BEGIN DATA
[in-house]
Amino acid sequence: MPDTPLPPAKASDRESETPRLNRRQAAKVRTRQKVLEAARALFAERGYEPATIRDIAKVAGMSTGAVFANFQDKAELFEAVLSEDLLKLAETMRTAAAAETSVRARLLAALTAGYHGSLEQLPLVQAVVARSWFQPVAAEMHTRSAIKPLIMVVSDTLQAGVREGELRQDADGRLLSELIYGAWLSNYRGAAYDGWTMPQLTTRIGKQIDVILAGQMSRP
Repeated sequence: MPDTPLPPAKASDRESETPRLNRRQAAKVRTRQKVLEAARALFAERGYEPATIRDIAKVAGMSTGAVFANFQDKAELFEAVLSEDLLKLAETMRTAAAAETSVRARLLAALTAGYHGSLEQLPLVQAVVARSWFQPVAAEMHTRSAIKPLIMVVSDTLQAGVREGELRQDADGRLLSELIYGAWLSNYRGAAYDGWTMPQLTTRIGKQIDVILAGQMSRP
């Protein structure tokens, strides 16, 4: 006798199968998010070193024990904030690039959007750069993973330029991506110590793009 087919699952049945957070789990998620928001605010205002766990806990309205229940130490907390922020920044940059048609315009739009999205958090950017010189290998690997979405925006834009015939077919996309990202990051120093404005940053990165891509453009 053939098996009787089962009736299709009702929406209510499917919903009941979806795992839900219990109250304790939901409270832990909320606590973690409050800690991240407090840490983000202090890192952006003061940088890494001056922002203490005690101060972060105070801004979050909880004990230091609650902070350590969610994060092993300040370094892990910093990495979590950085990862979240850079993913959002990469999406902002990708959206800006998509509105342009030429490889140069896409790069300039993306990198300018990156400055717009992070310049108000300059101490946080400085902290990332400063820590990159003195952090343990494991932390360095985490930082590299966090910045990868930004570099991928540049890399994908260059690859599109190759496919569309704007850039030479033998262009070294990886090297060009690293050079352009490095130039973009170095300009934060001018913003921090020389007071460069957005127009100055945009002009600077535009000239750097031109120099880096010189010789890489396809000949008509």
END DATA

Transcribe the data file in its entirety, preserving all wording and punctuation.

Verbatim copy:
[in-house]
Amino acid sequence: MPDTPLPPAKASDRESETPRLNRRQAAKVRTRQKVLEAARALFAERGYEPATIRDIAKVAGMSTGAVFANFQDKAELFEAVLSEDLLKLAETMRTAAAAETSVRARLLAALTAGYHGSLEQLPLVQAVVARSWFQPVAAEMHTRSAIKPLIMVVSDTLQAGVREGELRQDADGRLLSELIYGAWLSNYRGAAYDGWTMPQLTTRIGKQIDVILAGQMSRP
Repeated sequence: MPDTPLPPAKASDRESETPRLNRRQAAKVRTRQKVLEAARALFAERGYEPATIRDIAKVAGMSTGAVFANFQDKAELFEAVLSEDLLKLAETMRTAAAAETSVRARLLAALTAGYHGSLEQLPLVQAVVARSWFQPVAAEMHTRSAIKPLIMVVSDTLQAGVREGELRQDADGRLLSELIYGAWLSNYRGAAYDGWTMPQLTTRIGKQIDVILAGQMSRP
């Protein structure tokens, strides 16, 4: 006798199968998010070193024990904030690039959007750069993973330029991506110590793009 087919699952049945957070789990998620928001605010205002766990806990309205229940130490907390922020920044940059048609315009739009999205958090950017010189290998690997979405925006834009015939077919996309990202990051120093404005940053990165891509453009 053939098996009787089962009736299709009702929406209510499917919903009941979806795992839900219990109250304790939901409270832990909320606590973690409050800690991240407090840490983000202090890192952006003061940088890494001056922002203490005690101060972060105070801004979050909880004990230091609650902070350590969610994060092993300040370094892990910093990495979590950085990862979240850079993913959002990469999406902002990708959206800006998509509105342009030429490889140069896409790069300039993306990198300018990156400055717009992070310049108000300059101490946080400085902290990332400063820590990159003195952090343990494991932390360095985490930082590299966090910045990868930004570099991928540049890399994908260059690859599109190759496919569309704007850039030479033998262009070294990886090297060009690293050079352009490095130039973009170095300009934060001018913003921090020389007071460069957005127009100055945009002009600077535009000239750097031109120099880096010189010789890489396809000949008509």